At the Women's march

At the Women's march
All Lives Matter

Never Again

Never Again
We Won't Go Back

Thursday, June 25, 2009


A few days ago I was interviewed by Bobbi Conner, host of the radio show “The Parent’s Journal,” which is carried by about 200 stations around the U.S., as well as the Armed Services Network. (I’ll post here when I find out when it will be aired.) Bobbi asked some really good questions – including a couple that focus on the value of grandparents spending time with grandkids, and some of the positive aspects of this for the child, the grandparent, and the parent.

As I was thinking about this, I remembered a wonderful interview I was once privileged to have with the amazing anthropologist Margaret Mead. I had been asking her about issues relating to child care. She told me, “The worst thing is just having the mother boxed up with the baby 24 hours a day, which nobody ever meant to have happen in the whole history of the human race. Babies are most likely to develop into well-adjusted human beings when they are cared for by many warm, friendly people – as long as most of these loved people remain in the infants’ lives.”

And who fills this bill the best? The grandmother, of course. We’re the next best thing to a parent. As another stable relationship in child’s life, we’re there. We can give parents a break, and they can relax knowing we'll take loving care of their offspring. And in some ways we’re even better than a parent – well, at least, different. Our role is different -- for one thing we don't have the responsibility of socializing the children so we are free of those pressures. Also, at this time in our lives we usually have more time than a busy parent does, more patience, and more of an understanding that so many of the things we worried about never materialize, so we can be more relaxed than the parents can be -- and than we were as parents.

Then too, sometimes a child needs to talk to someone who’s not a parent but who they know is just as concerned with their happiness and well-being as a parent is – here’s where grandparents come in, to offer a different perspective from the one they can get from their parents, friends, or siblings. We’ve been around the block a few times, and we can draw on a wealth of experiences.

Plus, we’re one more person in their lives they can have fun with.


Gayle Pritchard said...

You hit the nail on the head! We are lucky to be able to play this role, our kids are lucky we can, and our grandchildren benefit above all!

Sally Wendkos Olds said...

Thanks, Gayle, for your good comment. I went to your website -- and love your art! I lived in Cleveland for a short time back in the late 50s and go back from time to time to visit a dear friend, Mickey Stern, who has taken me to some wonderful art exhibits. Maybe I've even seen some of your work there. Good luck with it! Sally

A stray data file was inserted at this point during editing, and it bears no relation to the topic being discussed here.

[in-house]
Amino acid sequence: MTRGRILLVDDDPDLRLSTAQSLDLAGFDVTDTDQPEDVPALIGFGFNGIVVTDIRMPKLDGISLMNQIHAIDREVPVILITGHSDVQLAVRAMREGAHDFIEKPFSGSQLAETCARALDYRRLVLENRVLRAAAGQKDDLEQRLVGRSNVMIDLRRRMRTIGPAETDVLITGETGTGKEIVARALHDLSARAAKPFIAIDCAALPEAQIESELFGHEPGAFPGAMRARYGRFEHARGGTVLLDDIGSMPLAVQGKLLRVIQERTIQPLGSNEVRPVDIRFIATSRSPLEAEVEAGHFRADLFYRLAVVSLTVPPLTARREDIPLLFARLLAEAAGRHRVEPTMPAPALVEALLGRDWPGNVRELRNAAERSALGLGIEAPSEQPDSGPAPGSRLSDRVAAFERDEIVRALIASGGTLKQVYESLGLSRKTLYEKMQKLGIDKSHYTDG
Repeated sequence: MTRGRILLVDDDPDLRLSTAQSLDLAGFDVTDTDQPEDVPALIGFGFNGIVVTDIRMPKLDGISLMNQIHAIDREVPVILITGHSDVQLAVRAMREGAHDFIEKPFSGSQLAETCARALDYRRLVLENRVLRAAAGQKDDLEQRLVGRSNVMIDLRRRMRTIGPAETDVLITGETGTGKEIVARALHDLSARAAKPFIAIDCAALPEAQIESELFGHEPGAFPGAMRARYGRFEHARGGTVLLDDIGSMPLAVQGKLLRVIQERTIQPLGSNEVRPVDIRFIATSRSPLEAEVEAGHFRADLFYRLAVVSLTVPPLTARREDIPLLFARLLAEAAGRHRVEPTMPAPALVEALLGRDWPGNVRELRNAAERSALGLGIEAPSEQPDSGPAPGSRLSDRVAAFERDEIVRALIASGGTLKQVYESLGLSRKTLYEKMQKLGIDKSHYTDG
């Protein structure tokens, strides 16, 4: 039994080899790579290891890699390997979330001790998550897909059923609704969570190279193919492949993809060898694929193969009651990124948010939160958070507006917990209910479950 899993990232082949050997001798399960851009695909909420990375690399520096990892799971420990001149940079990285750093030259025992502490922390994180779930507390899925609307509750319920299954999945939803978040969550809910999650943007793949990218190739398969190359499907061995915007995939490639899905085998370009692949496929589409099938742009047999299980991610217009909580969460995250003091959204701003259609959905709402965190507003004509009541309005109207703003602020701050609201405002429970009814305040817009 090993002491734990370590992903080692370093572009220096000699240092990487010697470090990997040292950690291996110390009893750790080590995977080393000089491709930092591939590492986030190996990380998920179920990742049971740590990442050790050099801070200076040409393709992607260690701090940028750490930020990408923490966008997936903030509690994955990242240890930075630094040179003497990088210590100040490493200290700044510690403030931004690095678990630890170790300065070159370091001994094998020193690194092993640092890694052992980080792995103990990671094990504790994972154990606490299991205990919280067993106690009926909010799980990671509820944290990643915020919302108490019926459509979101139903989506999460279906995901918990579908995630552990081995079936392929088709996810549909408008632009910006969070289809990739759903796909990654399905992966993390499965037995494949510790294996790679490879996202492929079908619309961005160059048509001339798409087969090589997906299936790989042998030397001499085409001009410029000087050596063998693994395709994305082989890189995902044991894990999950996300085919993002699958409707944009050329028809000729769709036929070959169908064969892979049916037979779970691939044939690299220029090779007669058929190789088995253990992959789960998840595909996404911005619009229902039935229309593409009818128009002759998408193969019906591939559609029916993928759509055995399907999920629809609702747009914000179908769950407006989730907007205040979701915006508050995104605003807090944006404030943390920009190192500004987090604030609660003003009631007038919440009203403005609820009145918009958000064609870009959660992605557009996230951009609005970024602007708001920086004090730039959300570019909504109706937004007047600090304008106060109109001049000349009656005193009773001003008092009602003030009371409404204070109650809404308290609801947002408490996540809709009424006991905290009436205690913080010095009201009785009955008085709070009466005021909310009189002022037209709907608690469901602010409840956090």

Donne said...

Congratulations, Sally! I'm looking forward to hearing your interview.
I just returned from visiting my 2 granddaughters, 6 and 2. I totally agree with you about being more laid back now than I was as a mother - about everything: germs, mess, clutter, rules. As we get older, we realize that all the things we worry about don't happen so we might as well not worry!
I'm also glad I'm not the enforcer. I have empathy for my daughter who does have to be the "heavy" and get them to brush their teeth and be in bed. It gives me some insight into what I must have been like at that stage because it's hard to remember, now that I'm older and wiser!

Anonymous said...

We have three wonderful granddaughters (a two year old toddler and 3 month old identical twins!) and we cherish them. Sometimes people raise their eyebrows when they discover how much time we spend with them, but it's hard to think of many better ways to spend retirement. These early years are gone so quickly and there are two-way benefits to be had. For instance, Our daughter gets to hold on to her career and we get to hold the children. Perfect!

Dorothy said...

Came over from Boondocks and what a great blog from one grandma to another..

Dorothy from grammology

Joan Price said...

I'm not a grandmother, but I had two of them, and neither became close to me or taught me about their lives -- something that I would have found invaluable later on. They fed me and asked about school, but being together was obviously a chore for both of us. So sad now -- what I might have learned!

Now that I'm almost 66, many of my friends are grandparents and they involve themselves in their grandkids' lives.

My wonderful Robert, an artist, used to let his little granddaughter watch him paint (he wouldn't let anyone else in his studio). He gave her crayons and helped her develop a love of drawing. He let her know that his favorite gift from her was a drawing.